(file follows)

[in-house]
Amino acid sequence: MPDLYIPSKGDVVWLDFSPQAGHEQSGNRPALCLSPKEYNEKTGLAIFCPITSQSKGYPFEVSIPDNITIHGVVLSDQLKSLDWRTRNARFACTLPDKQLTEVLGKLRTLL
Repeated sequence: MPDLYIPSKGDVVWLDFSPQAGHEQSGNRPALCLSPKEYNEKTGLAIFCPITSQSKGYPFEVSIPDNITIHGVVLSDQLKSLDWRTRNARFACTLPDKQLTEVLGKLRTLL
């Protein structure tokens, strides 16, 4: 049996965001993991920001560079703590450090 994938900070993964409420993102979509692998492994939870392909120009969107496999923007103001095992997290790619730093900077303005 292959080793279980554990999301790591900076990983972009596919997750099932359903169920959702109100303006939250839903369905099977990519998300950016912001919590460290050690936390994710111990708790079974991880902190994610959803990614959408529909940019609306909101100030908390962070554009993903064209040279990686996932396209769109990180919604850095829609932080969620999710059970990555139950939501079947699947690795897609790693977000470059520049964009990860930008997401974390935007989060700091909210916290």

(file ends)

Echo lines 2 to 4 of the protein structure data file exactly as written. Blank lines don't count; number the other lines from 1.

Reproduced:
Amino acid sequence: MPDLYIPSKGDVVWLDFSPQAGHEQSGNRPALCLSPKEYNEKTGLAIFCPITSQSKGYPFEVSIPDNITIHGVVLSDQLKSLDWRTRNARFACTLPDKQLTEVLGKLRTLL
Repeated sequence: MPDLYIPSKGDVVWLDFSPQAGHEQSGNRPALCLSPKEYNEKTGLAIFCPITSQSKGYPFEVSIPDNITIHGVVLSDQLKSLDWRTRNARFACTLPDKQLTEVLGKLRTLL
């Protein structure tokens, strides 16, 4: 049996965001993991920001560079703590450090 994938900070993964409420993102979509692998492994939870392909120009969107496999923007103001095992997290790619730093900077303005 292959080793279980554990999301790591900076990983972009596919997750099932359903169920959702109100303006939250839903369905099977990519998300950016912001919590460290050690936390994710111990708790079974991880902190994610959803990614959408529909940019609306909101100030908390962070554009993903064209040279990686996932396209769109990180919604850095829609932080969620999710059970990555139950939501079947699947690795897609790693977000470059520049964009990860930008997401974390935007989060700091909210916290």